A Corporate Governance Breach at SingPost
This case is set in May 2016, and discusses the unfolding of a corporate governance saga at Singapore Post Limited (“SingPost”), Singapore's designated Public Postal Licensee. The narrative begins in December 2015, when SingPost announces that due to an ‘administrative oversight’, it had, in an SGX announcement on 18 July 2014, not disclosed lead independent director Keith Tay’s interest in a 2014 acquisition. Tay was non-executive Chairman and held 34.5 percent stake in corporate finance adviser Stirling Coleman, which had acted for the sellers in the acquisition. The announcement added that Tay had, however, abstained from all voting by the board in relation to the buyout. In the face of a public outcry, SingPost decided to have a special audit conducted to examine the conflict of interest issues surrounding the acquisition.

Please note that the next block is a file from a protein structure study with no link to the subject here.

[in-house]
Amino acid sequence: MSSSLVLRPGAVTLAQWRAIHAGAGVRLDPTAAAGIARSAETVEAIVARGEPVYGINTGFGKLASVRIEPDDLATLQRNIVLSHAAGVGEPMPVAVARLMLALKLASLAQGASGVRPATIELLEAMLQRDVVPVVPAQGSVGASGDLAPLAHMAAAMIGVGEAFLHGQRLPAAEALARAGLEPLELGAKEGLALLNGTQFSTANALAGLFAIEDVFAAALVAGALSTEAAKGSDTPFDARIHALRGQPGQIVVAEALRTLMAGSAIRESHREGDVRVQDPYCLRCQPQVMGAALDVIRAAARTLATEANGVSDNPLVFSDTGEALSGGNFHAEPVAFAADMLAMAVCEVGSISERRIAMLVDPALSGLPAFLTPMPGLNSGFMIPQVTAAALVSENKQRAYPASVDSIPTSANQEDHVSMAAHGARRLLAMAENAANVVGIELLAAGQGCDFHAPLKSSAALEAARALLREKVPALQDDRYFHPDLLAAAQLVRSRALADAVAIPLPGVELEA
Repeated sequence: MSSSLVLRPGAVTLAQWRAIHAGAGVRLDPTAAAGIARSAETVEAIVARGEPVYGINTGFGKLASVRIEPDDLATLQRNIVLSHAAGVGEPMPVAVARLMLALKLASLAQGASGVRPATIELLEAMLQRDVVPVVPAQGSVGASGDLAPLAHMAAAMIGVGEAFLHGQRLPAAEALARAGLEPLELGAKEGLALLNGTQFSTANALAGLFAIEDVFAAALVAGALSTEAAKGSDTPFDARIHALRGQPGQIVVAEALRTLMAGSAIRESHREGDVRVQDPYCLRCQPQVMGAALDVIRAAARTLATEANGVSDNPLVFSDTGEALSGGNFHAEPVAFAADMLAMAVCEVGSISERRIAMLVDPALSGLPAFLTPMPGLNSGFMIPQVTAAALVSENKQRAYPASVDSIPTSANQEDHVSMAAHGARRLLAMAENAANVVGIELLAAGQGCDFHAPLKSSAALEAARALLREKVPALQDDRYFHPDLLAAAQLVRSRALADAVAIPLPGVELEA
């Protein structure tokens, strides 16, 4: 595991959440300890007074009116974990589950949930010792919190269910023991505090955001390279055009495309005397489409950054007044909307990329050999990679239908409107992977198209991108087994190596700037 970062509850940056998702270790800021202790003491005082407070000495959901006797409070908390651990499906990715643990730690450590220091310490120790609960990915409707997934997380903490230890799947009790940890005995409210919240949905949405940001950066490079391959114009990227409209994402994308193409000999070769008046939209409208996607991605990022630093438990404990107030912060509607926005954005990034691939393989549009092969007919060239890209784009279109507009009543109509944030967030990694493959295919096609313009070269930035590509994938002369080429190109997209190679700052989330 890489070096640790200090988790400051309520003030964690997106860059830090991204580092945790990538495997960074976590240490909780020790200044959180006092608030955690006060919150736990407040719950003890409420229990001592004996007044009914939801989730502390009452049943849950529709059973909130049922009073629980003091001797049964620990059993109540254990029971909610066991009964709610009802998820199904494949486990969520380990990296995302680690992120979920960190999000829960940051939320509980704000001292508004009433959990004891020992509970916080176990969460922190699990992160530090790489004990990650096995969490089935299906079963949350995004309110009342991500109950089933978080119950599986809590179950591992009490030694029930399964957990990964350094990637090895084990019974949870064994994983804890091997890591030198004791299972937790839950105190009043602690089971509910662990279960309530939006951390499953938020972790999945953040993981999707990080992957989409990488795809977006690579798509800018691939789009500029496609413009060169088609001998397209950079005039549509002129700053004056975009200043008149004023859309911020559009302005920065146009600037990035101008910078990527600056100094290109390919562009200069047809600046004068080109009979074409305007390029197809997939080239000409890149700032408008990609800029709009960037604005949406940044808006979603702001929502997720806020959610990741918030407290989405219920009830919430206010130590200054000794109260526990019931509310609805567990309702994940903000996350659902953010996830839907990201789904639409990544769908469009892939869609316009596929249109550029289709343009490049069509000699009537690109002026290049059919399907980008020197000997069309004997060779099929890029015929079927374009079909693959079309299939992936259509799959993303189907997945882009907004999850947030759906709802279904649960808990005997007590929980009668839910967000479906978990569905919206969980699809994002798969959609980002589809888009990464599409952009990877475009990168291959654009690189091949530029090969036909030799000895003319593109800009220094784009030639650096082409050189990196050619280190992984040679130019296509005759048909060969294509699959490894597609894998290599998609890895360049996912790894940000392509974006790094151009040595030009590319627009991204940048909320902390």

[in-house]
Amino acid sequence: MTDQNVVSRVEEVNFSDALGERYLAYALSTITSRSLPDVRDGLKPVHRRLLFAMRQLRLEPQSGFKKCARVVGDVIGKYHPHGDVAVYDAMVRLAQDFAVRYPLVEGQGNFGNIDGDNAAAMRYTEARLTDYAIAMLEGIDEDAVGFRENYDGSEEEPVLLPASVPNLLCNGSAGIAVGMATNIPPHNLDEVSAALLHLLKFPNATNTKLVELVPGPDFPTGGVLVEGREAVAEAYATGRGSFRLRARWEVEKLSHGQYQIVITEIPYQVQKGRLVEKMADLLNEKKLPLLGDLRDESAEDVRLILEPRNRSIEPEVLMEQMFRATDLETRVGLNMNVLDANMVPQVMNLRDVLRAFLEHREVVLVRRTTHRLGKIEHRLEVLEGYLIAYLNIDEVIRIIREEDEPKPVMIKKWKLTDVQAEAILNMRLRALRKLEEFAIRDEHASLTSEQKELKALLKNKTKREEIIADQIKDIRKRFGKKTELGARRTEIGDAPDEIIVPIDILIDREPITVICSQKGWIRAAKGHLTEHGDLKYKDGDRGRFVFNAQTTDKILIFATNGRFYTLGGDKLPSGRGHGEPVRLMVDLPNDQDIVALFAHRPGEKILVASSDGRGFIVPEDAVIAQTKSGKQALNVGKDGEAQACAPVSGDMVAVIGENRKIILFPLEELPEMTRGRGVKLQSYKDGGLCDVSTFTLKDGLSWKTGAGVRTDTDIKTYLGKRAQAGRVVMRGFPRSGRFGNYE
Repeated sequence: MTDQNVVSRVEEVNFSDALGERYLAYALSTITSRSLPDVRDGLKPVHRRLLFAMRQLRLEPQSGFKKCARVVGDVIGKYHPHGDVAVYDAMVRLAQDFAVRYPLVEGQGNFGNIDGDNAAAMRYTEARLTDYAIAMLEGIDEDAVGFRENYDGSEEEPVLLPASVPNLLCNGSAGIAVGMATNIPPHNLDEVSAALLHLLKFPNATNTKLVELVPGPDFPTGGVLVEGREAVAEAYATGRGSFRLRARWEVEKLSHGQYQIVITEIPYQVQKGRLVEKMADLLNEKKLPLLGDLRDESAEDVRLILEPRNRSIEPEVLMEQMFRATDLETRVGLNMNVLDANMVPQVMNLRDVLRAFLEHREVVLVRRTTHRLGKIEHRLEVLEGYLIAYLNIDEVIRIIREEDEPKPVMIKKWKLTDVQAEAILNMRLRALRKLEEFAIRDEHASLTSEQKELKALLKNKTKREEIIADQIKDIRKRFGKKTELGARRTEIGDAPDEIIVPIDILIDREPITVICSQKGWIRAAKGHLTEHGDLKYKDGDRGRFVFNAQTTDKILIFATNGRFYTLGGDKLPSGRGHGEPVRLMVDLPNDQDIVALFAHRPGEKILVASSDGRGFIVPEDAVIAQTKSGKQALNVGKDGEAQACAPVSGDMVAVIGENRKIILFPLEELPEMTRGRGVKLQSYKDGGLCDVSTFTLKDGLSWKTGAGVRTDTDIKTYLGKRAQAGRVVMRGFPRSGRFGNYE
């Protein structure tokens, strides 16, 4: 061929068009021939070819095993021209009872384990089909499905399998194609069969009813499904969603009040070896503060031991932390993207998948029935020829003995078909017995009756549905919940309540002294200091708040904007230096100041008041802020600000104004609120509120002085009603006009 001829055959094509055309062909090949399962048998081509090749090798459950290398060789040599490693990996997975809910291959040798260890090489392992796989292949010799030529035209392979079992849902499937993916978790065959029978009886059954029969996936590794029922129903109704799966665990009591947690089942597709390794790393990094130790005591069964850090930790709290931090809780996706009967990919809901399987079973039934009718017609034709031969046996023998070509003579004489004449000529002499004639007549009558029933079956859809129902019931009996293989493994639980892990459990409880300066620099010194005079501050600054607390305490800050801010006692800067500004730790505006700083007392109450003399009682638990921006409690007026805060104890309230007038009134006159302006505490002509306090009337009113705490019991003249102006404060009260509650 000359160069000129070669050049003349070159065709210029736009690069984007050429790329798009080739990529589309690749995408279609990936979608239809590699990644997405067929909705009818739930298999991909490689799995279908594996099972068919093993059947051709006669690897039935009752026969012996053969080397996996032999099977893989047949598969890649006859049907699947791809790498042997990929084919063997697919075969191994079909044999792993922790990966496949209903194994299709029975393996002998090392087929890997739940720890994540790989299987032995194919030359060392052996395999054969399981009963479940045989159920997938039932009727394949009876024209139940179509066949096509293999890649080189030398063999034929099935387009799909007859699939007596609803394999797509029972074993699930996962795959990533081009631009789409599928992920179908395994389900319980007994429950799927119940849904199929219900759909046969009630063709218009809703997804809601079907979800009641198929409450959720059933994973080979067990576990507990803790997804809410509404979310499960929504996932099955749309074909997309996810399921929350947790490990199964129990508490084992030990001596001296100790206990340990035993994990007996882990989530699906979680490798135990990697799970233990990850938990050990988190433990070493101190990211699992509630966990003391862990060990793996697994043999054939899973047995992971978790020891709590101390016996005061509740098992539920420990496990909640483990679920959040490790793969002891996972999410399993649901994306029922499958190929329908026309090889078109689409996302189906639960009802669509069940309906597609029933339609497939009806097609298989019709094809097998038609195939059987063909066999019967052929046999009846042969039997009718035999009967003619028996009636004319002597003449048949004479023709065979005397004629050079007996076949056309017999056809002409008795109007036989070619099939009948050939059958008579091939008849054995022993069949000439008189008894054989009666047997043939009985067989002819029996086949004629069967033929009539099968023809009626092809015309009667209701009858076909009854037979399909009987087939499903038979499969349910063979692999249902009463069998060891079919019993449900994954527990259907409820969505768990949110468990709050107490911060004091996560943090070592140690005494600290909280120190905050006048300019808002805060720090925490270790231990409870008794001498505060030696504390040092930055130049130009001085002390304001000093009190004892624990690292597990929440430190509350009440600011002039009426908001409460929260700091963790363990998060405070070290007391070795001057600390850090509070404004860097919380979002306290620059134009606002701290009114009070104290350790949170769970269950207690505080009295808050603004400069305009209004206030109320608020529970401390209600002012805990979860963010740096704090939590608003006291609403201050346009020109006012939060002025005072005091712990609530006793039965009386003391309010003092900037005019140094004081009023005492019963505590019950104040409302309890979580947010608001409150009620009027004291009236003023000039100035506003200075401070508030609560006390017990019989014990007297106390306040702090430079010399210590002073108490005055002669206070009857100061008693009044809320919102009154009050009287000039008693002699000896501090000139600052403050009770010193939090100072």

Regulators and shareholders alike expressed grave concern at the contents of the special audit report. What could SingPost do to win back its stakeholders’ confidence, and ensure that its corporate governance standards and mechanisms were considered truly effective? And what would be the larger ramifications of SingPost’s lapses on the corporate governance environment in Singapore, a country that prided itself on both the efficacy of its regulatory environment and the ease of doing business?
This case facilitates discussion about corporate governance, and helps students understand the importance of corporate governance mechanisms in monitoring the firm’s management and strategic decisions. This case study can be used to analyse the key internal governance of the role of the board of directors, and its role in controlling managerial decisions. In addition, the case can be used to explain how the external corporate governance mechanism, that is, the market for corporate control, also serves as an important factor in keeping a watch over top management’s strategic decisions.
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